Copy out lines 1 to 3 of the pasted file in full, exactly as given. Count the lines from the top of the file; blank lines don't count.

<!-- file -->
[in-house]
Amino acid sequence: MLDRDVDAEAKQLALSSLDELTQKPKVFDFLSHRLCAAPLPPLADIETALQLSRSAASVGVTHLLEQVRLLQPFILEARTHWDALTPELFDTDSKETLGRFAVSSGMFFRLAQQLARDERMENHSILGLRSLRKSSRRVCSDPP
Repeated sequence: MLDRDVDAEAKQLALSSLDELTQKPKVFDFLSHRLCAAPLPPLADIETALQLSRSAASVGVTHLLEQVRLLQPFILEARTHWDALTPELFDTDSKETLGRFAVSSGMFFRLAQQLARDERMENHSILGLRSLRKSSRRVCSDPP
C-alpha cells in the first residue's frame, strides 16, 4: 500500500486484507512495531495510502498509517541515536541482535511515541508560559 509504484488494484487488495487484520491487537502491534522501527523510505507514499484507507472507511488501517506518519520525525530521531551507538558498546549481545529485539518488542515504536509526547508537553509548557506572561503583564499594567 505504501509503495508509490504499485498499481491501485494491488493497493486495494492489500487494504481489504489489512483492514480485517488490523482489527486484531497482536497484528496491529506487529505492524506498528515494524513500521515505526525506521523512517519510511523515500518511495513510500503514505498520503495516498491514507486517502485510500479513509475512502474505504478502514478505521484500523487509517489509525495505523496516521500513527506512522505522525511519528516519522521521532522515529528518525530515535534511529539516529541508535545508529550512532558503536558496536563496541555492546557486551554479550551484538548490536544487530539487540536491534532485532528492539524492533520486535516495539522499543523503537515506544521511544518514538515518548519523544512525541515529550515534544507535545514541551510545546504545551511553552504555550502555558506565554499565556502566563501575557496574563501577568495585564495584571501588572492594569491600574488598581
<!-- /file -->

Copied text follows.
[in-house]
Amino acid sequence: MLDRDVDAEAKQLALSSLDELTQKPKVFDFLSHRLCAAPLPPLADIETALQLSRSAASVGVTHLLEQVRLLQPFILEARTHWDALTPELFDTDSKETLGRFAVSSGMFFRLAQQLARDERMENHSILGLRSLRKSSRRVCSDPP
Repeated sequence: MLDRDVDAEAKQLALSSLDELTQKPKVFDFLSHRLCAAPLPPLADIETALQLSRSAASVGVTHLLEQVRLLQPFILEARTHWDALTPELFDTDSKETLGRFAVSSGMFFRLAQQLARDERMENHSILGLRSLRKSSRRVCSDPP